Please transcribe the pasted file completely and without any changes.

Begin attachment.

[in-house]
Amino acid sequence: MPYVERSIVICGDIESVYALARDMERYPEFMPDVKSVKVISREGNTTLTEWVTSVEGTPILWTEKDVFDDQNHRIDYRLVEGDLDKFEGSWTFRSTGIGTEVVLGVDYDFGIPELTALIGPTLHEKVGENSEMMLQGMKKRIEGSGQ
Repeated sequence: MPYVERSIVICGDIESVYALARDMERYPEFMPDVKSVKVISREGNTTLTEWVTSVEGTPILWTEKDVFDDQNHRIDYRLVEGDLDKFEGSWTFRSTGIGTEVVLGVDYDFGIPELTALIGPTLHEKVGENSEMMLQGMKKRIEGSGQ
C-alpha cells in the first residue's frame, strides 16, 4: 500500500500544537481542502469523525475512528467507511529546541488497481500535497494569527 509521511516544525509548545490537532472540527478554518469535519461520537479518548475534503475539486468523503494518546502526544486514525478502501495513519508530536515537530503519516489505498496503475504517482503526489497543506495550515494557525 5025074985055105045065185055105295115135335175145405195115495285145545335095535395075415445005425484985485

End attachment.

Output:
[in-house]
Amino acid sequence: MPYVERSIVICGDIESVYALARDMERYPEFMPDVKSVKVISREGNTTLTEWVTSVEGTPILWTEKDVFDDQNHRIDYRLVEGDLDKFEGSWTFRSTGIGTEVVLGVDYDFGIPELTALIGPTLHEKVGENSEMMLQGMKKRIEGSGQ
Repeated sequence: MPYVERSIVICGDIESVYALARDMERYPEFMPDVKSVKVISREGNTTLTEWVTSVEGTPILWTEKDVFDDQNHRIDYRLVEGDLDKFEGSWTFRSTGIGTEVVLGVDYDFGIPELTALIGPTLHEKVGENSEMMLQGMKKRIEGSGQ
C-alpha cells in the first residue's frame, strides 16, 4: 500500500500544537481542502469523525475512528467507511529546541488497481500535497494569527 509521511516544525509548545490537532472540527478554518469535519461520537479518548475534503475539486468523503494518546502526544486514525478502501495513519508530536515537530503519516489505498496503475504517482503526489497543506495550515494557525 5025074985055105045065185055105295115135335175145405195115495285145545335095535395075415445005425484985485